How to measure technical debt (and reduce it)

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  • IT and Engineering

Over time, the decisions you make today with your code start forming a legacy for the future. If that legacy costs you something later, in terms of additional time and resources to update the code, you can usually call that “technical debt.” 

Technical debt can cause performance problems, a decline in quality, or a reduced customer experience. As such, your team should think carefully about how you take on technical debt and manage it.

Brief overview of technical debt

Essentially, technical debt builds if your development team chooses to take technical shortcuts—saving time and finishing the work faster, but potentially creating more problems down the line. Technical debt can also show up wherever technologies are in need of refactoring because they don’t scale appropriately anymore.

Over time, this technical debt accumulates and reduces the value that your organization receives from your technology. Eventually, you may have little choice but to replace your software or devote more resources to fixing it. This all adds up to a reduction in your technology’s return on investment (ROI).

Technical debt can mean prioritizing the speed of project completion or other short-term benefits over other benefits, such as: 

  • Efficiency of the code: Inefficient code written now just means more work later when you have to rework or replace what your team has already finished.
  • Ease of maintenance: Coding decisions that are harder to maintain later can increase your technology costs.
  • Implementation of current technology: This involves choosing obsolescent technology because it saves time now, even if current technology is a better fit. 

Ill-fitting code does not do your technology or your organization any favors. 

Causes of technical debt

There are multiple potential causes of technical debt, and not all of them are necessarily the result of your team’s development decisions. These causes could include:

  • Development shortcuts: Saving time, not fully customizing code, sacrificing code performance, or making another tradeoff that has a negative impact
  • Obsolescent technology or approach: Technology choices that no longer fit your needs because your technology became obsolete or your organization outgrew your technology
  • Considered, planned decisions: The result of a deliberate decision that you made because it benefitted your organization

Technical debt may not benefit your organization in the long run, but it often appears because creating technical debt does deliver temporary benefits. Just like financial debt provides some benefits now that you pay for later, teams that allow technical debt to crop up in their code are often able to finish their work sooner, allowing them to move on quickly to the next project.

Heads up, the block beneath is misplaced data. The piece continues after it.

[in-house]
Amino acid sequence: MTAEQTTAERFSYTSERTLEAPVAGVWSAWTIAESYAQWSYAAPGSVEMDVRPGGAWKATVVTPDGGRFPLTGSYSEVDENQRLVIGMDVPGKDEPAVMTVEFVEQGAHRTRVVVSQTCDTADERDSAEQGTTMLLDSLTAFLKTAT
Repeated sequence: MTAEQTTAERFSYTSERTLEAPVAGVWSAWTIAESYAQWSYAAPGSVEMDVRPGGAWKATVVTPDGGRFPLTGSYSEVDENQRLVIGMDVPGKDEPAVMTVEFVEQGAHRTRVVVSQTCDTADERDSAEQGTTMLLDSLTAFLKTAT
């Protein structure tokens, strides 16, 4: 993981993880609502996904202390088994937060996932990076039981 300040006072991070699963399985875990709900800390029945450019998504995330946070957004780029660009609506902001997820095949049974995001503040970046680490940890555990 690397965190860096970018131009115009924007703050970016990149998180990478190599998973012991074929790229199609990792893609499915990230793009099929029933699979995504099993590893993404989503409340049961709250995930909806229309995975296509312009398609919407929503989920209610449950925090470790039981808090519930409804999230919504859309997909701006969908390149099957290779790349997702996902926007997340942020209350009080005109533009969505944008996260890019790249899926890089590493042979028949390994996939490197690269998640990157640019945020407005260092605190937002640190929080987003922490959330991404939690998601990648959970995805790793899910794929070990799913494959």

How to measure technical debt

Without appropriately measuring your existing technical debt, it’s a lot harder to determine how much of an impact technical debt is really having on your organization.

If you aren’t sure whether technical debt is causing problems at your organization, consider these warning signs:

  • Increased costs: As you notice technology costs rising, ask yourself whether technical debt accumulation could be the culprit. Technical resources, personnel, and infrastructure increases could all be tangible signs of a growing debt problem. 
  • Decreased quality: A drop in quality and CX could be caused by code that’s no longer functioning as well as it used to. 
  • Time-to-value grows: When it takes longer to deliver the same level of value to your customers, technical debt is a possible cause. Your customers could be waiting longer for their product to work or your service could be slowing down to a crawl. 
  • Value delivery speed drops: Your flow velocity, or your technology’s ability to accomplish work within a certain time frame, is a vital measure of whether you’re improving upon your value delivery speed. 

To measure your technical debt, start by looking at where your work is right now: 

  • Security risks: Does your technology have security weaknesses? What coding decisions may reduce the overall security of your product? Does your code do enough upfront to manage future security risks?
  • Existing defects: What do you know about defects in your code? Are any existing defects left unmanaged or uncorrected? 
  • Structure and infrastructure debt: What system relationships may be contributing to technical debt? Is outdated infrastructure potentially to blame? Does your code fit with your infrastructure?
  • Discontinuity and breakdowns: Are there notable downtime incidents you can refer back to for insight into your technical debt? Are there any systems that are currently nonfunctional? Can you foresee the possibility of downtime, either as a consequence of coding decisions or due to technology that no longer meets your needs? 
  • Application debt: Looking at your application at a high-level, do you notice other potential issues or risk areas? Consider the functional performance of your application and whether the application is aligned with your business needs.

Using your technical debt ratio

By calculating your technical debt ratio, you can determine what fixing or replacing the system would cost. From there, you can compare your options. 

Here are a few tools you can use to find your technical debt ratio (TDR): 

  • SQUORE: A web-based technical debt management solution
  • SonarQube: A free, open-source code quality management system 
  • Kiuwan: A SaaS option with different plans to track more than 60 technical debt metrics

After taking the time to understand your technical debt, you can craft a plan to manage it. 

How to manage your technical debt

While deciding how you’ll manage your tech debt, you may want to consider what resources and time your organization will need to address it. This is all dependent on the types of debt you’re working with, how long paying down your technical debt will take you, and what technical debt you want to focus on. Managing your technical debt will cost you, but you should see that as an investment in your organization.